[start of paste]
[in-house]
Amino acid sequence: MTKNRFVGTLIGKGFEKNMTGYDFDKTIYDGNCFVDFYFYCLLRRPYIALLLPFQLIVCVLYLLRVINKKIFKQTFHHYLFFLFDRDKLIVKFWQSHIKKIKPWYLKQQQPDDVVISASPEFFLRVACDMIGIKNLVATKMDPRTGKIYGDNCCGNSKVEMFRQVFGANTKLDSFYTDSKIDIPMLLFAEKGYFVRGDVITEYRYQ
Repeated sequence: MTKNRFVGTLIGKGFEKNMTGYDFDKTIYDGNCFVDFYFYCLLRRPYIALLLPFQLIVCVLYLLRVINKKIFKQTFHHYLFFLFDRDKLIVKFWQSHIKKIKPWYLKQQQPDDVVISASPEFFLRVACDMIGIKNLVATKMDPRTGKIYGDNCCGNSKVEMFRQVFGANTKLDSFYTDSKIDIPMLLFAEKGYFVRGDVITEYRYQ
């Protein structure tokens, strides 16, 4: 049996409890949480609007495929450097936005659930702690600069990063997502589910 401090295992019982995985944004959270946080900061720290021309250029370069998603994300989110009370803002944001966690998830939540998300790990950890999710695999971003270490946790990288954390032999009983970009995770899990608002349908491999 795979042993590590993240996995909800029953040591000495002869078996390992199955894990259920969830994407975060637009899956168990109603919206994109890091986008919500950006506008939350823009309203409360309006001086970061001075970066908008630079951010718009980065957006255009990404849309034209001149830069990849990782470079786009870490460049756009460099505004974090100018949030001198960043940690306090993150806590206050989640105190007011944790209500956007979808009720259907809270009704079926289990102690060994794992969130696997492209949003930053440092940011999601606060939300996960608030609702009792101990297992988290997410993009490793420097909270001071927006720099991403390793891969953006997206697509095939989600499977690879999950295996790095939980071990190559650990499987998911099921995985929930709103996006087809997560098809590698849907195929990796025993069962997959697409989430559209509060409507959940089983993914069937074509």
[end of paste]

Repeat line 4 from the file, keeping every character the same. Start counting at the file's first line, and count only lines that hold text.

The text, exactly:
């Protein structure tokens, strides 16, 4: 049996409890949480609007495929450097936005659930702690600069990063997502589910 401090295992019982995985944004959270946080900061720290021309250029370069998603994300989110009370803002944001966690998830939540998300790990950890999710695999971003270490946790990288954390032999009983970009995770899990608002349908491999 795979042993590590993240996995909800029953040591000495002869078996390992199955894990259920969830994407975060637009899956168990109603919206994109890091986008919500950006506008939350823009309203409360309006001086970061001075970066908008630079951010718009980065957006255009990404849309034209001149830069990849990782470079786009870490460049756009460099505004974090100018949030001198960043940690306090993150806590206050989640105190007011944790209500956007979808009720259907809270009704079926289990102690060994794992969130696997492209949003930053440092940011999601606060939300996960608030609702009792101990297992988290997410993009490793420097909270001071927006720099991403390793891969953006997206697509095939989600499977690879999950295996790095939980071990190559650990499987998911099921995985929930709103996006087809997560098809590698849907195929990796025993069962997959697409989430559209509060409507959940089983993914069937074509």